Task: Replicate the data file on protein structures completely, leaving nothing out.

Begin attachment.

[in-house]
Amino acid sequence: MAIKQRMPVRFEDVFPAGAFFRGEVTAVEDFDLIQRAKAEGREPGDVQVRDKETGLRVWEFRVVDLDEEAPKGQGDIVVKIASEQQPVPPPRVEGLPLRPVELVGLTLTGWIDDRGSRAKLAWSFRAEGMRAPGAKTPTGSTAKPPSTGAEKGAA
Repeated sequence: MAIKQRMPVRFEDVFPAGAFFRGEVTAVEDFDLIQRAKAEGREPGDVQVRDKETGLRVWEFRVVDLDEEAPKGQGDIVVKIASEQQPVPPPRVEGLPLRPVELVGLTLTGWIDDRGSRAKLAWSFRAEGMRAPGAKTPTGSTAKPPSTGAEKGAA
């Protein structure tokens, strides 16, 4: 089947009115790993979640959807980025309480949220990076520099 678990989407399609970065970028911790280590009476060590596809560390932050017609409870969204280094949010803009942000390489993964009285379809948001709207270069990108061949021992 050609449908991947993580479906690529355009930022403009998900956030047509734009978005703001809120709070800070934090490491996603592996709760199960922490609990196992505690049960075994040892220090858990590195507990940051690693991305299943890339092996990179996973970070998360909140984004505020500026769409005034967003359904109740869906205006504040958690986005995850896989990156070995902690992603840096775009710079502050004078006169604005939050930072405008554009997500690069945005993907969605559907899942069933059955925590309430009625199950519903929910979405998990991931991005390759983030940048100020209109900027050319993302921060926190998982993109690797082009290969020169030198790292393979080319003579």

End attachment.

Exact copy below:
[in-house]
Amino acid sequence: MAIKQRMPVRFEDVFPAGAFFRGEVTAVEDFDLIQRAKAEGREPGDVQVRDKETGLRVWEFRVVDLDEEAPKGQGDIVVKIASEQQPVPPPRVEGLPLRPVELVGLTLTGWIDDRGSRAKLAWSFRAEGMRAPGAKTPTGSTAKPPSTGAEKGAA
Repeated sequence: MAIKQRMPVRFEDVFPAGAFFRGEVTAVEDFDLIQRAKAEGREPGDVQVRDKETGLRVWEFRVVDLDEEAPKGQGDIVVKIASEQQPVPPPRVEGLPLRPVELVGLTLTGWIDDRGSRAKLAWSFRAEGMRAPGAKTPTGSTAKPPSTGAEKGAA
């Protein structure tokens, strides 16, 4: 089947009115790993979640959807980025309480949220990076520099 678990989407399609970065970028911790280590009476060590596809560390932050017609409870969204280094949010803009942000390489993964009285379809948001709207270069990108061949021992 050609449908991947993580479906690529355009930022403009998900956030047509734009978005703001809120709070800070934090490491996603592996709760199960922490609990196992505690049960075994040892220090858990590195507990940051690693991305299943890339092996990179996973970070998360909140984004505020500026769409005034967003359904109740869906205006504040958690986005995850896989990156070995902690992603840096775009710079502050004078006169604005939050930072405008554009997500690069945005993907969605559907899942069933059955925590309430009625199950519903929910979405998990991931991005390759983030940048100020209109900027050319993302921060926190998982993109690797082009290969020169030198790292393979080319003579």